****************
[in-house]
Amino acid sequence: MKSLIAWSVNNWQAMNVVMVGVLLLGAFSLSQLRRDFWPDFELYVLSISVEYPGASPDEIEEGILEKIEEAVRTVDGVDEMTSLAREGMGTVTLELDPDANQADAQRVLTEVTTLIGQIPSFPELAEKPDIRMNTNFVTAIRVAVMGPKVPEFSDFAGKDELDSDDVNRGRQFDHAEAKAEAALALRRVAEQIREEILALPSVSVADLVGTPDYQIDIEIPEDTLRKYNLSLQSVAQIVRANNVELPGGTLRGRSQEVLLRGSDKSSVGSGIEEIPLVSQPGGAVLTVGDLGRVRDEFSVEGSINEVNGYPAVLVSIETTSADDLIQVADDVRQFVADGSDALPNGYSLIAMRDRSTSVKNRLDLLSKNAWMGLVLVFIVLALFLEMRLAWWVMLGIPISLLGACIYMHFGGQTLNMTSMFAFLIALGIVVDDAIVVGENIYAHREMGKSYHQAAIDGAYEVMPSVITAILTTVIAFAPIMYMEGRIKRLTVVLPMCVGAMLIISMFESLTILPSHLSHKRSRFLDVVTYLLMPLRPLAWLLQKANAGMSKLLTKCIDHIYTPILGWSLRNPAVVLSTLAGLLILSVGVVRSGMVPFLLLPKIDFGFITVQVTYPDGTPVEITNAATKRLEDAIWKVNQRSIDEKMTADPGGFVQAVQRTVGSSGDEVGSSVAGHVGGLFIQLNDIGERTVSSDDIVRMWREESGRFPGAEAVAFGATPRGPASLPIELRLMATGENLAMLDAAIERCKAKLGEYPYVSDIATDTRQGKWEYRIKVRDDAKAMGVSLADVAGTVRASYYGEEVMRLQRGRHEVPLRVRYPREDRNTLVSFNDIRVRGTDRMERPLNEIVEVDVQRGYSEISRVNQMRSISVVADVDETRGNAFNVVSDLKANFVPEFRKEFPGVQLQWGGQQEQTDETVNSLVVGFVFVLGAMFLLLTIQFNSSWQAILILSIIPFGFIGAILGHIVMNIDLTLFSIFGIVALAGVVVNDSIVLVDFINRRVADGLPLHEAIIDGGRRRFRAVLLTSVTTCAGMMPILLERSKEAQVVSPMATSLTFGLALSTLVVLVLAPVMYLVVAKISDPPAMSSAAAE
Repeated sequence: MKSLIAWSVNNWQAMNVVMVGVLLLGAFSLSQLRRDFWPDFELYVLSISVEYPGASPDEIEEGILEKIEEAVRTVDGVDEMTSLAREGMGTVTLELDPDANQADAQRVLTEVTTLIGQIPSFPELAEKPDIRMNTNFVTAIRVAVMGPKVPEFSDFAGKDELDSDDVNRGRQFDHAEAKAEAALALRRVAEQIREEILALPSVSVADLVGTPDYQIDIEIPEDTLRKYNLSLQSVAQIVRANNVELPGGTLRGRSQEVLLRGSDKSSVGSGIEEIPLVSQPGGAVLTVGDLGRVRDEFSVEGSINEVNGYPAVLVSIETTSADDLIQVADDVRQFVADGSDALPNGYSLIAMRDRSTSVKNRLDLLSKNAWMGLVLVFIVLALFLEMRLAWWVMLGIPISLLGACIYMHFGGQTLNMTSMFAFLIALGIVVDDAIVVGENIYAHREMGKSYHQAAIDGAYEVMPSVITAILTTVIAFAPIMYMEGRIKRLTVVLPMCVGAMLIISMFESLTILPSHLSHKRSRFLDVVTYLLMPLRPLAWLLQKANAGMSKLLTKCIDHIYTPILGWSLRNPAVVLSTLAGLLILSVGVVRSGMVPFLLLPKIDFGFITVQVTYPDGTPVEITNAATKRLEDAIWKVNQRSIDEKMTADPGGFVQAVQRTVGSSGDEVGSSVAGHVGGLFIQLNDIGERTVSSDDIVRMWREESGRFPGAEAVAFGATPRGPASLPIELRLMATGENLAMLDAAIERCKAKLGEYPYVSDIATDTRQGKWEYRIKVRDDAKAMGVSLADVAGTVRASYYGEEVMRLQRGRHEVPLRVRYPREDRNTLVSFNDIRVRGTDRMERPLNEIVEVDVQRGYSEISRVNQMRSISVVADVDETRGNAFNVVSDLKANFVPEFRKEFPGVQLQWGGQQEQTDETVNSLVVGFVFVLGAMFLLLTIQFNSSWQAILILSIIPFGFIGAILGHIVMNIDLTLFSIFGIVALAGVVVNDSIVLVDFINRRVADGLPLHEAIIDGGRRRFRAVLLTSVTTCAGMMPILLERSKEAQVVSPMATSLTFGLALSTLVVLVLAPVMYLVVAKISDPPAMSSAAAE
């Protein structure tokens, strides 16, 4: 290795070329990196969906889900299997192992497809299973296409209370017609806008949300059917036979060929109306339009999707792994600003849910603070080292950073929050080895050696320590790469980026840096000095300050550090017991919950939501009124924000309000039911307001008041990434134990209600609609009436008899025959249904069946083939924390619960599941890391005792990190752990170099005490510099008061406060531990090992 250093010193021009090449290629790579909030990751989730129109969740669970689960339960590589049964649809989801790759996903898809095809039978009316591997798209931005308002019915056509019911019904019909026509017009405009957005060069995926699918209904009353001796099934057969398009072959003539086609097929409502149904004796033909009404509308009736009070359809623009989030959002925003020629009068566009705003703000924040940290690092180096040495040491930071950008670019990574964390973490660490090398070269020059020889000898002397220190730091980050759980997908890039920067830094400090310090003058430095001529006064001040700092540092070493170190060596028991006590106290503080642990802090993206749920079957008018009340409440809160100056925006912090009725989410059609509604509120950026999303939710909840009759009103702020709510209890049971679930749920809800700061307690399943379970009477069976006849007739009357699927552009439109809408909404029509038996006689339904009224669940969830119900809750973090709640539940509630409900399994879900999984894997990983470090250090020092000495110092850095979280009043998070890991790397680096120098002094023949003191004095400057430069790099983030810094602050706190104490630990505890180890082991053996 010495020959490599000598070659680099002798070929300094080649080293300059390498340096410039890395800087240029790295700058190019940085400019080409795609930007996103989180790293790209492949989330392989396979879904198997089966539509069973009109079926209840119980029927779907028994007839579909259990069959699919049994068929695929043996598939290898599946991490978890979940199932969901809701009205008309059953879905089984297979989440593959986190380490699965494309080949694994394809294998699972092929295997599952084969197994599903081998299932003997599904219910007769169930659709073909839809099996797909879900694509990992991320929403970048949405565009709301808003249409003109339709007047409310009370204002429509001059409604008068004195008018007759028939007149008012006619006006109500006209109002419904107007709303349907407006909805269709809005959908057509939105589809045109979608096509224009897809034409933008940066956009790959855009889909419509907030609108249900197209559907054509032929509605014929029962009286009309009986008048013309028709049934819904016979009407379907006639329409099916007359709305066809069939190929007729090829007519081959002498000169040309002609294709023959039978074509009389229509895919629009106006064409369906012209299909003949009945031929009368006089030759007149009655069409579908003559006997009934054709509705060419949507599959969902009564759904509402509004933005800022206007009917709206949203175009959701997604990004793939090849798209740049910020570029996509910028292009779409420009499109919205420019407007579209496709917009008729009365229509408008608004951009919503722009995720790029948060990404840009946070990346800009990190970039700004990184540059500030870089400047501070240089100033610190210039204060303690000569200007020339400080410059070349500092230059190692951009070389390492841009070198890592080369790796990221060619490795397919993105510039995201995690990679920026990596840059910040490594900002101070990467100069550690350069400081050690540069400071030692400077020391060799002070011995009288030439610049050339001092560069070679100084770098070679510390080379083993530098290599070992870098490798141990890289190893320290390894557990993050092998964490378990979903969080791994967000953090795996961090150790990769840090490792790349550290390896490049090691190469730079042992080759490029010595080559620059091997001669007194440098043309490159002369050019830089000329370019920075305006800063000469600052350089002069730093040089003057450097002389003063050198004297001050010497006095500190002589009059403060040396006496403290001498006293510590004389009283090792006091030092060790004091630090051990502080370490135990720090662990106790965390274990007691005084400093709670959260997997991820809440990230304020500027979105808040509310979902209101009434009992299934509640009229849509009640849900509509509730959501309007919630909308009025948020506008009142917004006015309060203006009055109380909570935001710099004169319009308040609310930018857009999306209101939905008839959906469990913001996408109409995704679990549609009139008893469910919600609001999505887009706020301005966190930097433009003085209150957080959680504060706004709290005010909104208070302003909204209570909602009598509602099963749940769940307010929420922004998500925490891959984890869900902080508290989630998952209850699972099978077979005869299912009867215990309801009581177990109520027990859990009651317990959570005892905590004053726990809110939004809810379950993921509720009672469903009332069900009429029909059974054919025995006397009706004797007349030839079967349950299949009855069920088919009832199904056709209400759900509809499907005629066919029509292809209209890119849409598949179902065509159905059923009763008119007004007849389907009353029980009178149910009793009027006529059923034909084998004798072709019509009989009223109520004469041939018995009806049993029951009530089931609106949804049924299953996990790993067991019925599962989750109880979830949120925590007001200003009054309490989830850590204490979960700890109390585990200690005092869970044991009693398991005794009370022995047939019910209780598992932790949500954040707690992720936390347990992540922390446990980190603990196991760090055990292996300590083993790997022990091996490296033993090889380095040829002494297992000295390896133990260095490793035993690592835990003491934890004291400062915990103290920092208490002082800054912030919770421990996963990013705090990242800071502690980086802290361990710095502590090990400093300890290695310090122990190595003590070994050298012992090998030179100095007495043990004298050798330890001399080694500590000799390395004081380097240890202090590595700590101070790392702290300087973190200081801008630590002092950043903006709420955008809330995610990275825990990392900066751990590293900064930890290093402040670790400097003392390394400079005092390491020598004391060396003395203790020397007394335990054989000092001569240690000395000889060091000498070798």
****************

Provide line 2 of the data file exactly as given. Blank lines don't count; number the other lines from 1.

Amino acid sequence: MKSLIAWSVNNWQAMNVVMVGVLLLGAFSLSQLRRDFWPDFELYVLSISVEYPGASPDEIEEGILEKIEEAVRTVDGVDEMTSLAREGMGTVTLELDPDANQADAQRVLTEVTTLIGQIPSFPELAEKPDIRMNTNFVTAIRVAVMGPKVPEFSDFAGKDELDSDDVNRGRQFDHAEAKAEAALALRRVAEQIREEILALPSVSVADLVGTPDYQIDIEIPEDTLRKYNLSLQSVAQIVRANNVELPGGTLRGRSQEVLLRGSDKSSVGSGIEEIPLVSQPGGAVLTVGDLGRVRDEFSVEGSINEVNGYPAVLVSIETTSADDLIQVADDVRQFVADGSDALPNGYSLIAMRDRSTSVKNRLDLLSKNAWMGLVLVFIVLALFLEMRLAWWVMLGIPISLLGACIYMHFGGQTLNMTSMFAFLIALGIVVDDAIVVGENIYAHREMGKSYHQAAIDGAYEVMPSVITAILTTVIAFAPIMYMEGRIKRLTVVLPMCVGAMLIISMFESLTILPSHLSHKRSRFLDVVTYLLMPLRPLAWLLQKANAGMSKLLTKCIDHIYTPILGWSLRNPAVVLSTLAGLLILSVGVVRSGMVPFLLLPKIDFGFITVQVTYPDGTPVEITNAATKRLEDAIWKVNQRSIDEKMTADPGGFVQAVQRTVGSSGDEVGSSVAGHVGGLFIQLNDIGERTVSSDDIVRMWREESGRFPGAEAVAFGATPRGPASLPIELRLMATGENLAMLDAAIERCKAKLGEYPYVSDIATDTRQGKWEYRIKVRDDAKAMGVSLADVAGTVRASYYGEEVMRLQRGRHEVPLRVRYPREDRNTLVSFNDIRVRGTDRMERPLNEIVEVDVQRGYSEISRVNQMRSISVVADVDETRGNAFNVVSDLKANFVPEFRKEFPGVQLQWGGQQEQTDETVNSLVVGFVFVLGAMFLLLTIQFNSSWQAILILSIIPFGFIGAILGHIVMNIDLTLFSIFGIVALAGVVVNDSIVLVDFINRRVADGLPLHEAIIDGGRRRFRAVLLTSVTTCAGMMPILLERSKEAQVVSPMATSLTFGLALSTLVVLVLAPVMYLVVAKISDPPAMSSAAAE